By Besha Rodell
By Patrick Range McDonald
By Michael Goldstein
By Dennis Romero
By Sarah Fenske
By Matthew Mullins
By Patrick Range McDonald
By LA Weekly
Monday is Open Mike Night at Kulak’s Woodshed, a folk-music club that operates four evenings a week from 7 to 10 p.m. On one February night the dimly lit Valley Village storefront is filled close to its legal capacity of 35 with a rather middle-aged audience of listeners and performers, the latter of whom are given time to perform one song. The place is tiny, its main floor area measuring roughly 50 feet by 25. A funky hodgepodge of old chairs, couches and a sofa bed form a horseshoe about the small stage and its piano. The Woodshed’s eccentricity and world of make-believe are immediately clear: Little stars dangle from the ceiling, bookshelves are filled with stuffed animals and volumes of thrift-store novels, and the walls are plastered with posters of Bruce Springsteen and old record albums. A pair of mourning doves huddle in a cage, while a bullfrog sits stoically in an aquarium.
The Woodshed hardly looks like ground zero for one of the most bitter wars of words in recent Valley history, but its story has become another Los Angeles fable about privacy, parking and noise, and how these issues can drive friends apart and to arm themselves with three-ring binders filled with court transcripts and affidavits.
“I haven’t done porn in nine years,” says Charles Peyton, the X-rated-film star formerly known as Jeff Stryker. Now 44, Peyton speaks in a smoky drawl, and his declaration sounds vaguely wholesome. Nevertheless, today he’s dressed in classic hustler attire — what might be called Early Rechy: white T-shirt, blue jeans and watch cap. A pack of Newport menthols is never far from reach as he sits in the back room of Brittany Floor Covering on Laurel Canyon Boulevard. It’s a warm day, and Peyton’s dog, Sharkey, rests in the back parking lot, on a mat that is half in shade, half in sun.
“He’ll lie wherever you put that mat,” Peyton says.
Peyton himself lies at the center of the controversy that has pitted him against Paul Kulak, who, since 1999, has operated Kulak’s Woodshed next door to the business office from which Peyton says he manages his Web sites and writes his memoirs. It’s not easy to confuse the two men’s addresses: Peyton’s entrance sports a martial-arts logo on a dusty window and a door with a lot of restaurant fliers jammed into it; Kulak’s windows are draped with Snoopy curtains.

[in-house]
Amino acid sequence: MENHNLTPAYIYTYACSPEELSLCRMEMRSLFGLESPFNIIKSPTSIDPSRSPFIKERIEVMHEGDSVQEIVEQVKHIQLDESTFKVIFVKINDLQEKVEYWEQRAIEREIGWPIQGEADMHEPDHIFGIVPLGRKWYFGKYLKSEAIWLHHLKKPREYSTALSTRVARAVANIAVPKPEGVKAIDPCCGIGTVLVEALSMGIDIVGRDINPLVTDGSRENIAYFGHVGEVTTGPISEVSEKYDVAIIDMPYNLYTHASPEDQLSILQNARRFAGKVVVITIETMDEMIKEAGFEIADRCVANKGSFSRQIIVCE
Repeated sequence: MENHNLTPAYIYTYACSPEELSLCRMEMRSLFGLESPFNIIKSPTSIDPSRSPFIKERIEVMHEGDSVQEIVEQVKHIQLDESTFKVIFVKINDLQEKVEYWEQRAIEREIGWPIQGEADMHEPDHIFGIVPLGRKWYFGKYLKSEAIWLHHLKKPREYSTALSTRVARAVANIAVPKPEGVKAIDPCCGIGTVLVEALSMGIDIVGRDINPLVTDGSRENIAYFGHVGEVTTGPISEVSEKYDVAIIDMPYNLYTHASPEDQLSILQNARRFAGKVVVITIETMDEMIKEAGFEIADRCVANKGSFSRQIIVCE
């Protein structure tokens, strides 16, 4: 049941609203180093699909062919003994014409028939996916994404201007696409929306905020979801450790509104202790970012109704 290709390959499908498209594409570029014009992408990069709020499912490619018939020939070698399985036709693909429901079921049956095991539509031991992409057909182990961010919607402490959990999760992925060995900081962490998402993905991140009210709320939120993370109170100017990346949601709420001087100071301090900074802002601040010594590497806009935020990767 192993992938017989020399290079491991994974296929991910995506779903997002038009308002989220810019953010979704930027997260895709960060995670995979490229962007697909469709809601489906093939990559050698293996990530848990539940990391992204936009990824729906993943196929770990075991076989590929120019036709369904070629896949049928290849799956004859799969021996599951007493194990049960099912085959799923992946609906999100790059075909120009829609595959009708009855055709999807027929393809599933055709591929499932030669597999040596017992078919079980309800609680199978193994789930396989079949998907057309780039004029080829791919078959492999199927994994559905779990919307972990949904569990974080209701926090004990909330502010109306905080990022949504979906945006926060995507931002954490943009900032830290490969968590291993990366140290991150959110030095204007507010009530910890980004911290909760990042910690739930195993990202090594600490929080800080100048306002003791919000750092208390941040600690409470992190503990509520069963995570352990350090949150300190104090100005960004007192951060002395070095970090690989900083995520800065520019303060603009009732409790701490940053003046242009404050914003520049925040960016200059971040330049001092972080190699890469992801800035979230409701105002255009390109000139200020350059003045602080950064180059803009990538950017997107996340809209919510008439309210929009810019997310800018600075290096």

Peyton claims Kulak, an amateur musician, is running a noisy cabaret without the necessary parking spaces and is undermining his peace of mind. He’s been working on his untitled autobiography for more than two years, and rules out writing the book at his Studio City home.
“I pay $2,000 a month for an office,” says Peyton, who has been here 12 years.
Jim Britten, Kulak’s other next-door neighbor, has operated Brittany Floor Covering since 1979 and has joined Peyton’s crusade against the Woodshed. As we speak, Britten’s caged cockatiels screech loudly throughout the afternoon, and he mostly seems content to tend to Sharkey or to listen while Peyton talks.
As far as Peyton is concerned, Paul Kulak is running an illegal club with the help of L.A. City Councilwoman Wendy Greuel. To Kulak, Peyton is every artist’s worst nightmare — a building-code-quoting NIMBY who, like a modern-day Inspector Javert, is persecuting him with a blizzard of legal complaints and restraining orders.
The feud has generated more attention than most property disputes because of Peyton’s Jeff Stryker persona, which is why, today, he reminds an interviewer of how long he’s been out of the adult-film business. News and blog stories, however, tend to come with a “Porn Star versus the Folkie” spin, and Kulak supporters routinely refer to Peyton as “the porn guy.” Some have even implied that the ex-porn star’s business office is too close to the Country School, a private primary school located across the street, to be legal under California’s adult-entertainment statutes.
“That law is for titty bars,” Peyton says dismissively of the charge. “I’m not open to the public. Everything I do is 100 percent legal — I could probably operate next door to the [school]!” Peyton has counterattacked by claiming Kulak patrons have brought in the four horsemen of the urban apocalypse: litter, public urination, pot smoking and unisex bathrooms.
“Everything I do in my life,” Kulak says fatalistically, “seems to be wrong according to the American Dream. The Woodshed is all about that — amplified by a thousand.” Kulak, 47, is sitting outdoors at Aroma, a Studio City cafĂ©. Peyton’s attorney served him with a restraining order three days before. To illustrate Peyton’s own aggressive behavior, Kulak plays a DVD of his neighbor practicing martial-arts kicks in front of his office against a boxing mannequin. In the footage, Peyton is bare-chested and attacks the dummy with wild ferocity. He is doing this on the sidewalk of Laurel Canyon Boulevard at night, just when Kulak’s patrons are entering the Woodshed.
Kulak is a tall man with an unblinking stare who, like Peyton, comes from Illinois. He survived a troubled life as a juvenile delinquent who dropped out of school in Chicago at 15 and spent time in various boys’ homes. His move to California followed the familiar route of people seeking reinvention, although after arriving in L.A. at the start of 1978 he couldn’t hold a job and was sometimes homeless. Eventually he found steady work in film post-production, and in late 1998 began Decks, Etc., selling and renting editing decks first out of his apartment, then from the two adjacent storefronts he leased on Laurel Canyon Boulevard.
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